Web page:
Bars and restaurants in Ohio closed on March 15, and the stay at home order took effect March 23. And the state is now starting to feel the financial effects of those and other restrictions imposed to halt the spread of coronavirus.
Last month’s preliminary state revenue was down 10.5% from estimates, off by $159.4 million. Sales and use taxes missed projections by more than 8%, or $68 million. Personal income taxes were off by more than 5%, or $22.3 million.
But budget director Kimberly Murnieks said it’s only going to get worse, with the tax deadline moved from April 15 to July 15.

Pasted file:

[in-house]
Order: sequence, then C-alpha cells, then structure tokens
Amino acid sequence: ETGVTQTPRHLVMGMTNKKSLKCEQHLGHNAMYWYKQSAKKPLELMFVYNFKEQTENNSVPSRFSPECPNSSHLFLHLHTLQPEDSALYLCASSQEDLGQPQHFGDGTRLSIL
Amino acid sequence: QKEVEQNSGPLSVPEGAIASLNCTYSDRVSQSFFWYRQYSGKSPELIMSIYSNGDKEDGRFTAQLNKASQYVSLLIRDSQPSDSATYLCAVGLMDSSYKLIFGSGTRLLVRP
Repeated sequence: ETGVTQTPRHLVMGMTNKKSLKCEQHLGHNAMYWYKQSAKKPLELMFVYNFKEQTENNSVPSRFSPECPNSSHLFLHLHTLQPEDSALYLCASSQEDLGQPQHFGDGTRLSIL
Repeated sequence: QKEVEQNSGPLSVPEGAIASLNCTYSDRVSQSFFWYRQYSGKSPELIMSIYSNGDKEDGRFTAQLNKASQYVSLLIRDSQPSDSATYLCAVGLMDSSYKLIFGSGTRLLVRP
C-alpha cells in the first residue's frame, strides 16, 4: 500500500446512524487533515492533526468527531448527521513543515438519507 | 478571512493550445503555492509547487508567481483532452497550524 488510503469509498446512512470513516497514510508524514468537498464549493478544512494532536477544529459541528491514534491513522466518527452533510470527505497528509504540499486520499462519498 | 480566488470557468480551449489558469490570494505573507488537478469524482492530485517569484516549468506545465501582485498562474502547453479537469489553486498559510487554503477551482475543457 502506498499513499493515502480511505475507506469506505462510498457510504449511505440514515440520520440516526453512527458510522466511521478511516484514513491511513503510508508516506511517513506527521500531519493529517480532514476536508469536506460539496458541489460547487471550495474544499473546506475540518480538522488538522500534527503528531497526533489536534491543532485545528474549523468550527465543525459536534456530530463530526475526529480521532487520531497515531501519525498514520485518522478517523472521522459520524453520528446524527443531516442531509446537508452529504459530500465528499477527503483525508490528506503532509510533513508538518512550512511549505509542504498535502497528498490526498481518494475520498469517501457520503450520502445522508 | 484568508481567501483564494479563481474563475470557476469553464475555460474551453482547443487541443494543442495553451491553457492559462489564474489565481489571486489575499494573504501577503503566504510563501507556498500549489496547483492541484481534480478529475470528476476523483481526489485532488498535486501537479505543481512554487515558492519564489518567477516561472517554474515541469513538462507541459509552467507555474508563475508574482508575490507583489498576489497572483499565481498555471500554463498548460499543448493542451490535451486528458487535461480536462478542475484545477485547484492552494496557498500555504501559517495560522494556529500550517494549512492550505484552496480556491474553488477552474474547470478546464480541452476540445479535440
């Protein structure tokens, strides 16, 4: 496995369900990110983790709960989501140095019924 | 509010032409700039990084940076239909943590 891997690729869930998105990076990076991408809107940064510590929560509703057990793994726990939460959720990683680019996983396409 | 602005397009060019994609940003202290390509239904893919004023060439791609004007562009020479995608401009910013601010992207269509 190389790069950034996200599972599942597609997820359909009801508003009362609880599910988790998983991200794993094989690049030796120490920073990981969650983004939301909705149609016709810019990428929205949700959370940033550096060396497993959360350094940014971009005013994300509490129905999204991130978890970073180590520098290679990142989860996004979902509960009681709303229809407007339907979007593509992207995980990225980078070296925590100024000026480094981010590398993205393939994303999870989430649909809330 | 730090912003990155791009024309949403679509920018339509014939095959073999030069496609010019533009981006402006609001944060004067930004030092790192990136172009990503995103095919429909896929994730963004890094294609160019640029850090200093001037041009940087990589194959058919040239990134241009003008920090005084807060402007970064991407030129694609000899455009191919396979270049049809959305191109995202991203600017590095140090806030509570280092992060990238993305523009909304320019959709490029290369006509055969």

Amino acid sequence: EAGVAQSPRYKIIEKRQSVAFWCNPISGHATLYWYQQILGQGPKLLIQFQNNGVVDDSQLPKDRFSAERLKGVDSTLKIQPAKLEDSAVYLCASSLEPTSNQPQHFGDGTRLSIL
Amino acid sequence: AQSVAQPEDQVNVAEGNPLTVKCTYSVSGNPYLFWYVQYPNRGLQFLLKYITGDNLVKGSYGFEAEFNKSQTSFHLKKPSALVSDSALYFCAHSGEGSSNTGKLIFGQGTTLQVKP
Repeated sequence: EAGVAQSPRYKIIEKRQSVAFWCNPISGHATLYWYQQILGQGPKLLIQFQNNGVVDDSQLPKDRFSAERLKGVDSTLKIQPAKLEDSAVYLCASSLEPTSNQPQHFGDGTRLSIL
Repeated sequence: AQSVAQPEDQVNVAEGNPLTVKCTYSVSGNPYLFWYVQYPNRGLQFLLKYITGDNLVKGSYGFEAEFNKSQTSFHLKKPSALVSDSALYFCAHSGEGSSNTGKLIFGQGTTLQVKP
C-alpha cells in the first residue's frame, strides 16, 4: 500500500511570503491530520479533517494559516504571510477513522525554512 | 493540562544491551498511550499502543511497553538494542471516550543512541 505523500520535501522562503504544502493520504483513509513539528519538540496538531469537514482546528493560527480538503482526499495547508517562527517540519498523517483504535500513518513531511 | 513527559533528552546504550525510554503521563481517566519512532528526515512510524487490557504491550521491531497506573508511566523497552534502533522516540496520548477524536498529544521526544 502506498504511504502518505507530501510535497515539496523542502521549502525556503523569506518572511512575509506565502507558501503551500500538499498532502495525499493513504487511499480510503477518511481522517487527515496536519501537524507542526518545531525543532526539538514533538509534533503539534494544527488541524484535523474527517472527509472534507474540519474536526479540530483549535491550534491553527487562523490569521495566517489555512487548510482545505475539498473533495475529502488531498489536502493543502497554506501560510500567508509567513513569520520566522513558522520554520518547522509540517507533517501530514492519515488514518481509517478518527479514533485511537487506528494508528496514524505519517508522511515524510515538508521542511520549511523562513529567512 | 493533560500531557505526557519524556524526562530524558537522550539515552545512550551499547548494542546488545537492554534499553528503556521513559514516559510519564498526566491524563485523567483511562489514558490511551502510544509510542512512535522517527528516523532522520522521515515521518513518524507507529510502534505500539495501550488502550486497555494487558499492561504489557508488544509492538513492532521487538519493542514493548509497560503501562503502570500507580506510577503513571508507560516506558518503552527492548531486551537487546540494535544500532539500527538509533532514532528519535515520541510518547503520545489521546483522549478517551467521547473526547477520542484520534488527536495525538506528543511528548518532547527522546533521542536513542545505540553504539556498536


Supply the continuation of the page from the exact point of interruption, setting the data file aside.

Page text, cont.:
“April is typically our largest month for income tax collection and we expect to see a significant amount of money shifted out of April and into the future fiscal year," Murnieks said.
Murnieks said the state has a budget surplus of $90 million now, and spending cuts have been started.
And she says using the $2.7 billion in the rainy day fund is a last resort, though Gov. Mike DeWine has said it’s possible and lawmakers have taken the first step toward permitting that in a package of legislation passed last month.